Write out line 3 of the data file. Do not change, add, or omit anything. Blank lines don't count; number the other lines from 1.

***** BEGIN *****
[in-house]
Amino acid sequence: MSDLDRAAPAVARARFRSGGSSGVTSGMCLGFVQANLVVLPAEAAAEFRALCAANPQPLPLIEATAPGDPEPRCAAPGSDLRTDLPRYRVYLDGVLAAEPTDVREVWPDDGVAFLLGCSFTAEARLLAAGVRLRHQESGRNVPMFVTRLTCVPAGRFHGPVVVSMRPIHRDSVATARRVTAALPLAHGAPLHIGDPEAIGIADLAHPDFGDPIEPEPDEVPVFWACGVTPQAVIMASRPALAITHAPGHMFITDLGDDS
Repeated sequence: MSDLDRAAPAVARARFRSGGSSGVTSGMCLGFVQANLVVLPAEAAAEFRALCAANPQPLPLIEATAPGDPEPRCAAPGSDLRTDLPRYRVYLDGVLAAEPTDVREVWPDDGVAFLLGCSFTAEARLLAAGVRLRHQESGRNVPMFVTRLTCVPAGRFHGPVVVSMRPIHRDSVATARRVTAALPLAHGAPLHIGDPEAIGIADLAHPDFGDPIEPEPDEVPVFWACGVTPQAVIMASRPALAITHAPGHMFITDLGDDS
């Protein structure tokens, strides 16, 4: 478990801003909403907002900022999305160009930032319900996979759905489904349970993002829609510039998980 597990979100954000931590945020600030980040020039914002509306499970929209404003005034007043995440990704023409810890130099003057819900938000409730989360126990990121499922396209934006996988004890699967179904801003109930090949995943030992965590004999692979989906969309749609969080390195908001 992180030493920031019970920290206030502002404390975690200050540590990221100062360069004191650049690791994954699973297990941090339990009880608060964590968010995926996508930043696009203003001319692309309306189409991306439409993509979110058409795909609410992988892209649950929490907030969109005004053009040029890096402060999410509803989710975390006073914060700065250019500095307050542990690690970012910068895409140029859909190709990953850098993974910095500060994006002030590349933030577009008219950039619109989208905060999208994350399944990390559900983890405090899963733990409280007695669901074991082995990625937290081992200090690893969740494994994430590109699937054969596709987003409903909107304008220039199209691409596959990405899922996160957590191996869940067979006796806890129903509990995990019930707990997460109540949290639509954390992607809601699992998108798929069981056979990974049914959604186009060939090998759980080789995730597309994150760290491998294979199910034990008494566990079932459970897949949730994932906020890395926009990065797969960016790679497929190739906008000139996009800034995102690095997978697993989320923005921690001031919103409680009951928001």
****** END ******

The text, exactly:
Repeated sequence: MSDLDRAAPAVARARFRSGGSSGVTSGMCLGFVQANLVVLPAEAAAEFRALCAANPQPLPLIEATAPGDPEPRCAAPGSDLRTDLPRYRVYLDGVLAAEPTDVREVWPDDGVAFLLGCSFTAEARLLAAGVRLRHQESGRNVPMFVTRLTCVPAGRFHGPVVVSMRPIHRDSVATARRVTAALPLAHGAPLHIGDPEAIGIADLAHPDFGDPIEPEPDEVPVFWACGVTPQAVIMASRPALAITHAPGHMFITDLGDDS